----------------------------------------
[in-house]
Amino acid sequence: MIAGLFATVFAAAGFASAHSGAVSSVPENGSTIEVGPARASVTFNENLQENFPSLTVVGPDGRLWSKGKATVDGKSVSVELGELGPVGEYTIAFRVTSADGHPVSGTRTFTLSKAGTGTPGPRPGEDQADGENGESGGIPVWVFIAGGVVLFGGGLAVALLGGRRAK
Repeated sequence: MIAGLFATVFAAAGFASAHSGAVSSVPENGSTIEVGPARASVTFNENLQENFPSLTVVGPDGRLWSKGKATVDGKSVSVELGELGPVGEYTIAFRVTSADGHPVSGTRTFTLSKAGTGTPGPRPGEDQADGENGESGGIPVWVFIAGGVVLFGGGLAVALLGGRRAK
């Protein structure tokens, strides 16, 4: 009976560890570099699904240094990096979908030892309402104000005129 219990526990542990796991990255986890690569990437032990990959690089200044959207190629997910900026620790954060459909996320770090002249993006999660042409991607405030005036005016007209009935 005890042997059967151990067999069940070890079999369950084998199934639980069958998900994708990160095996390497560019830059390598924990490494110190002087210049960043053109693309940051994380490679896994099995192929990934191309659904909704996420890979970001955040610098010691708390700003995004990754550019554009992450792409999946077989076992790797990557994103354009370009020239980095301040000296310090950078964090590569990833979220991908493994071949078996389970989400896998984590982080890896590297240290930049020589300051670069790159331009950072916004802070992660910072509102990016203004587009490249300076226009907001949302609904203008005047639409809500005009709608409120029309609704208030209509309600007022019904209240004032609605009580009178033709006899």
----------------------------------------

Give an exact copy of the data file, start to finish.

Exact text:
[in-house]
Amino acid sequence: MIAGLFATVFAAAGFASAHSGAVSSVPENGSTIEVGPARASVTFNENLQENFPSLTVVGPDGRLWSKGKATVDGKSVSVELGELGPVGEYTIAFRVTSADGHPVSGTRTFTLSKAGTGTPGPRPGEDQADGENGESGGIPVWVFIAGGVVLFGGGLAVALLGGRRAK
Repeated sequence: MIAGLFATVFAAAGFASAHSGAVSSVPENGSTIEVGPARASVTFNENLQENFPSLTVVGPDGRLWSKGKATVDGKSVSVELGELGPVGEYTIAFRVTSADGHPVSGTRTFTLSKAGTGTPGPRPGEDQADGENGESGGIPVWVFIAGGVVLFGGGLAVALLGGRRAK
């Protein structure tokens, strides 16, 4: 009976560890570099699904240094990096979908030892309402104000005129 219990526990542990796991990255986890690569990437032990990959690089200044959207190629997910900026620790954060459909996320770090002249993006999660042409991607405030005036005016007209009935 005890042997059967151990067999069940070890079999369950084998199934639980069958998900994708990160095996390497560019830059390598924990490494110190002087210049960043053109693309940051994380490679896994099995192929990934191309659904909704996420890979970001955040610098010691708390700003995004990754550019554009992450792409999946077989076992790797990557994103354009370009020239980095301040000296310090950078964090590569990833979220991908493994071949078996389970989400896998984590982080890896590297240290930049020589300051670069790159331009950072916004802070992660910072509102990016203004587009490249300076226009907001949302609904203008005047639409809500005009709608409120029309609704208030209509309600007022019904209240004032609605009580009178033709006899």